— by Max Samis
Over the weekend, Deputy National Security Advisor Denis McDonough spoke in front of the Washington Institute for Near East Policy’s Weinberg Founders Conference. McDonough covered a wide range of topics regarding the Middle East, but spent a significant amount of time discussing the United States’ special relationship with Israel.
Highlights of speech follow the jump.
- Current state of relations between Obama and Israel.
- Obama’s efforts to stop Iran’s pursuit of a nuclear weapon.
No president since Harry Truman has done as much for Israel’s security as Barack Obama. Record levels of security assistance; the Iron Dome rocket system, which as recently as several weeks ago intercepted 80 to 85% of rockets aimed from Gaza at Israeli homes, hospitals, and schools; the largest ever joint military exercises and most comprehensive consultations between our political and military intelligence leaders; and in the President himself, a president who has stood up repeatedly – sadly, often alone – against attempts to delegitimize Israel in international organizations…
All the while, the United States will be a stalwart friend and ally of Israel. I can assure you, that will never waver in our pursuit of peace.
McDonough also discussed the threat posed by Iran’s pursuit of nuclear weapons, and how the sanctions imposed by President Barack Obama have had a strong impact on the Iranian economy. He said:
When [President Obama] took office, the Iranian regime thought itself ascendant. Externally, Iran’s reach seemed to be longer than ever, and the international community was divided on how to deal with its illicit nuclear program. Multilateral diplomacy had stalled, and around the world, many had begun to give Iran the benefit of the doubt, somehow blaming the United States for the tensions over Iran’s nuclear program…
President Obama was determined to reverse this dangerous dynamic, to highlight the danger of Iran’s illicit program – one, incidentally, that it is pursuing at great cost to its own people – and to isolate Iran, rather than the United States. That determination is beginning to pay off. He has repeatedly stressed his determination to prevent Iran from obtaining nuclear weapons, and has consistently given Tehran a choice: Fulfill your international obligations, or face increasing pressure. To date, Iran has refused.
And so, together with our partners, we have put in place the strongest sanctions that the Iranian government has ever faced. As a result, Iran finds itself isolated from the international community; finds it harder than ever to acquire materials for its nuclear and weapons program; and to conduct transactions in dollars and Euros. It’s struggled to buy refined petroleum and the goods it needs to maintain and modernize its oil and gas sector; it’s unable to access over half its foreign currency reserves; and its currency has lost over half its value since this time last year. Throughout that country, Iranians are turning to gold to secure their assets, and the Iranian government has introduced strict controls on the sales and purchase of foreign currencies.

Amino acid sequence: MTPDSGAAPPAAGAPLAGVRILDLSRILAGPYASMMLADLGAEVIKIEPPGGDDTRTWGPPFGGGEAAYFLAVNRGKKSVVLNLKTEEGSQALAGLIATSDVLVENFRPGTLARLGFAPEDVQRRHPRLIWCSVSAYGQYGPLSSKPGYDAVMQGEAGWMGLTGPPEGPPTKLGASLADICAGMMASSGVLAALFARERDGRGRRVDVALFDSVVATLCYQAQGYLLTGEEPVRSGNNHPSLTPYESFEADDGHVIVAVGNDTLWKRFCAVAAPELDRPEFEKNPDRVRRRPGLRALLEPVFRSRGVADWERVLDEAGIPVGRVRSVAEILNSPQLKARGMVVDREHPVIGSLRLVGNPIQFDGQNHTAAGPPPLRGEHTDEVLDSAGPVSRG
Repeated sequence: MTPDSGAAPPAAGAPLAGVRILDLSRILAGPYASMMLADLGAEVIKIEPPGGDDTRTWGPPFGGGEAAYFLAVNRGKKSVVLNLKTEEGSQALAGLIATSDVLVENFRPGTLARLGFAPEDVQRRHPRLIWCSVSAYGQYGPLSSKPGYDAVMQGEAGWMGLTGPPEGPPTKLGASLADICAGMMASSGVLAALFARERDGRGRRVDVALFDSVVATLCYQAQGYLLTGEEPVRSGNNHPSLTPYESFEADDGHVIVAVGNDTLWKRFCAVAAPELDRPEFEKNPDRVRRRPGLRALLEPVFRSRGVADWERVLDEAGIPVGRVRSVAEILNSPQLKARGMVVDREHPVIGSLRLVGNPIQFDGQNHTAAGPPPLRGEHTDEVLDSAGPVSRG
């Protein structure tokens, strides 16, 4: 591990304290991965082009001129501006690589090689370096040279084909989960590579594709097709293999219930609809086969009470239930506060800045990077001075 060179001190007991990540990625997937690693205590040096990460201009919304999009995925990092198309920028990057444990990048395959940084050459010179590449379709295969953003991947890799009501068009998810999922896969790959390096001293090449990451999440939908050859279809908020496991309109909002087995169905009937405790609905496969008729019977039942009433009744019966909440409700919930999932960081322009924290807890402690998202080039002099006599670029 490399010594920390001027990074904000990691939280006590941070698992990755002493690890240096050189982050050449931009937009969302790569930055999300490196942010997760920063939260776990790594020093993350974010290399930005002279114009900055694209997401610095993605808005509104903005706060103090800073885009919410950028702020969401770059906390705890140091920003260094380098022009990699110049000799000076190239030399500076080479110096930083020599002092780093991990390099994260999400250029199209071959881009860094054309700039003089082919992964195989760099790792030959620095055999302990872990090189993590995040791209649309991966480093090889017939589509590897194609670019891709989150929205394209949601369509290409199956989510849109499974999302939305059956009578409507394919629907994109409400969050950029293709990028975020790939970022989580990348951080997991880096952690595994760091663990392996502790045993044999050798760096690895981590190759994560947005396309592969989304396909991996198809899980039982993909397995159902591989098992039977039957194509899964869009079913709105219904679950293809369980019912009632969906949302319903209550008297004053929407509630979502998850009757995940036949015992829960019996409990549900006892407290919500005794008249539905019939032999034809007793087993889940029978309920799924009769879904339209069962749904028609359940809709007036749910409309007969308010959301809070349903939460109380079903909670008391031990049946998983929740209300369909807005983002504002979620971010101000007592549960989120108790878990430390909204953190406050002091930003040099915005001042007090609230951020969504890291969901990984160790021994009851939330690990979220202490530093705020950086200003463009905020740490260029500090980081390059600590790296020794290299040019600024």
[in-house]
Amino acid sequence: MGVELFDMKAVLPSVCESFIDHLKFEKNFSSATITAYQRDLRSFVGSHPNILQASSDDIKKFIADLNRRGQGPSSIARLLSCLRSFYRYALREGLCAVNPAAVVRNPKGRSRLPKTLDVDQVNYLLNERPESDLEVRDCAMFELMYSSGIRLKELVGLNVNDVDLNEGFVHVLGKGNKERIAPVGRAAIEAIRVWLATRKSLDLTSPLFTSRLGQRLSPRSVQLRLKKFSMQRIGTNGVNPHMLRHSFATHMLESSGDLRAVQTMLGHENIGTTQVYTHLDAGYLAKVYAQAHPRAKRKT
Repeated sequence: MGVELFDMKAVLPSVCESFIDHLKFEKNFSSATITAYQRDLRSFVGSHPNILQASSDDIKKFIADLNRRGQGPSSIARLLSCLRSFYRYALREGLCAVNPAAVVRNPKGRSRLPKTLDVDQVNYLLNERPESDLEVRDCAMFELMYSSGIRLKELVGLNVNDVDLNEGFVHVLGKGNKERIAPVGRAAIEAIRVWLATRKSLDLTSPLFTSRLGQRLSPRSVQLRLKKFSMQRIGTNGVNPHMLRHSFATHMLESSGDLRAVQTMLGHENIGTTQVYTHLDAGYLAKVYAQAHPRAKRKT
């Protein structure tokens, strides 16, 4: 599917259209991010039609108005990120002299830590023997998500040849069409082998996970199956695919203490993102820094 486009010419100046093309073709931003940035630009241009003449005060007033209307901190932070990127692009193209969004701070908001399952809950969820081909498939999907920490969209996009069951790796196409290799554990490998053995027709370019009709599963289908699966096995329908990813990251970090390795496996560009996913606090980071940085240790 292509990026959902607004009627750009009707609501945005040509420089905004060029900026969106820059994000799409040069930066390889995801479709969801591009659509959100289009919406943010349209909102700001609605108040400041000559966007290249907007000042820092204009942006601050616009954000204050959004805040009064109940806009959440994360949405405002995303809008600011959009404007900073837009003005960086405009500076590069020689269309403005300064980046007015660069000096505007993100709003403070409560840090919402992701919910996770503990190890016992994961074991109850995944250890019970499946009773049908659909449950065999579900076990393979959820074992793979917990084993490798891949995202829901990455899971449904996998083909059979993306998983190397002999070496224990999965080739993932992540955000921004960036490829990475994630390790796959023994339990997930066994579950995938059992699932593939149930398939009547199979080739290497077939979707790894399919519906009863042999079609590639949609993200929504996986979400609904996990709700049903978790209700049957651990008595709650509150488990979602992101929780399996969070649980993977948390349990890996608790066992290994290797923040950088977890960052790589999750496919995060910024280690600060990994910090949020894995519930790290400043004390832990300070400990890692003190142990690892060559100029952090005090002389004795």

This is the pain and misery that the regime itself has imposed on the Iranian people. Leading global companies have stopped doing business there, and more recently, we, working with Congress and our international partners, have increased pressure on Iran by targeting its central bank and its oil exports – the main source of its revenue. The results have been significant – in fact, far greater than we would have anticipated, with countries throughout the world acting to reduce their purchase of Iranian oil and to reduce their exposure to Iran’s financial system. I should note that 11 countries so far have significantly reduced their imports of Iranian oil. Others have indicated their intent to do so, including countries as diverse as South Korea and Turkey, and we expect still others to indicate a similar intent in the coming days and weeks.
The purpose of this pressure is not punishment. It is to convince Iran that the price of pursuing nuclear weapons is too high, and that the time is now to make good on its commitments to the international community. And it’s time for Iran’s leaders to answer why it refuses to prove its peaceful intentions, instead further isolating its own people, choosing to pay the price of intransigence, rather than choosing to join the international community of nations…
And so, it’s clear that the change we are witnessing in the region is not opening the door to a greater Iranian influence. Today, a dynamic region is moving away from, and frankly beyond, Iran. Not towards it. We know that, and importantly, we know and have seen that Iran’s leaders know, and are fearful, of exactly that trend…